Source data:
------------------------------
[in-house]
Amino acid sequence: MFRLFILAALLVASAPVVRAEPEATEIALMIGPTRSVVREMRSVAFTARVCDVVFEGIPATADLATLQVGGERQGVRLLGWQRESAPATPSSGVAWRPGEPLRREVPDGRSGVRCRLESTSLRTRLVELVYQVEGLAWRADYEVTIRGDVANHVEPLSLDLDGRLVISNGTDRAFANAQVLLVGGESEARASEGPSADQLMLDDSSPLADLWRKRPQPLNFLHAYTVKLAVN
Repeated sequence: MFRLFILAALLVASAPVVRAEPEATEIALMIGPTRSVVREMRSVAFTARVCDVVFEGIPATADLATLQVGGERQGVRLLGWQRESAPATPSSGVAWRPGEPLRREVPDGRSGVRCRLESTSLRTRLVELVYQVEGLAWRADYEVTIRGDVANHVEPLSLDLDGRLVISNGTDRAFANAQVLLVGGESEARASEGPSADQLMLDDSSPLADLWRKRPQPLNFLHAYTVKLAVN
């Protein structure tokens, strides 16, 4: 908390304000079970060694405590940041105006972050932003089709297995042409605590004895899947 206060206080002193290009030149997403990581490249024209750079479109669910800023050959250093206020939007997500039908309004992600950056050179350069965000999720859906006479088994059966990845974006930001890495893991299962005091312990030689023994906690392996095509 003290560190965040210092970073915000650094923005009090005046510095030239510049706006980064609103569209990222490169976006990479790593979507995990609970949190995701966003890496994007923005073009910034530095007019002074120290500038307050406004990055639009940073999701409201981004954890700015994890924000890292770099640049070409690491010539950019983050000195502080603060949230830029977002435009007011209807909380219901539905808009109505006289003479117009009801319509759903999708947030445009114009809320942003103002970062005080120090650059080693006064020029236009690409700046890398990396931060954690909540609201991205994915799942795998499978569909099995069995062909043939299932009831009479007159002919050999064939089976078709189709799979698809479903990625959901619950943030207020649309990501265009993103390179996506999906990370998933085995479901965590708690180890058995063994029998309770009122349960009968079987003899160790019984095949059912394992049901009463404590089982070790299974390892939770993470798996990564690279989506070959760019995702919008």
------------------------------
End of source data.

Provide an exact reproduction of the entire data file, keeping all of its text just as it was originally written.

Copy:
[in-house]
Amino acid sequence: MFRLFILAALLVASAPVVRAEPEATEIALMIGPTRSVVREMRSVAFTARVCDVVFEGIPATADLATLQVGGERQGVRLLGWQRESAPATPSSGVAWRPGEPLRREVPDGRSGVRCRLESTSLRTRLVELVYQVEGLAWRADYEVTIRGDVANHVEPLSLDLDGRLVISNGTDRAFANAQVLLVGGESEARASEGPSADQLMLDDSSPLADLWRKRPQPLNFLHAYTVKLAVN
Repeated sequence: MFRLFILAALLVASAPVVRAEPEATEIALMIGPTRSVVREMRSVAFTARVCDVVFEGIPATADLATLQVGGERQGVRLLGWQRESAPATPSSGVAWRPGEPLRREVPDGRSGVRCRLESTSLRTRLVELVYQVEGLAWRADYEVTIRGDVANHVEPLSLDLDGRLVISNGTDRAFANAQVLLVGGESEARASEGPSADQLMLDDSSPLADLWRKRPQPLNFLHAYTVKLAVN
């Protein structure tokens, strides 16, 4: 908390304000079970060694405590940041105006972050932003089709297995042409605590004895899947 206060206080002193290009030149997403990581490249024209750079479109669910800023050959250093206020939007997500039908309004992600950056050179350069965000999720859906006479088994059966990845974006930001890495893991299962005091312990030689023994906690392996095509 003290560190965040210092970073915000650094923005009090005046510095030239510049706006980064609103569209990222490169976006990479790593979507995990609970949190995701966003890496994007923005073009910034530095007019002074120290500038307050406004990055639009940073999701409201981004954890700015994890924000890292770099640049070409690491010539950019983050000195502080603060949230830029977002435009007011209807909380219901539905808009109505006289003479117009009801319509759903999708947030445009114009809320942003103002970062005080120090650059080693006064020029236009690409700046890398990396931060954690909540609201991205994915799942795998499978569909099995069995062909043939299932009831009479007159002919050999064939089976078709189709799979698809479903990625959901619950943030207020649309990501265009993103390179996506999906990370998933085995479901965590708690180890058995063994029998309770009122349960009968079987003899160790019984095949059912394992049901009463404590089982070790299974390892939770993470798996990564690279989506070959760019995702919008």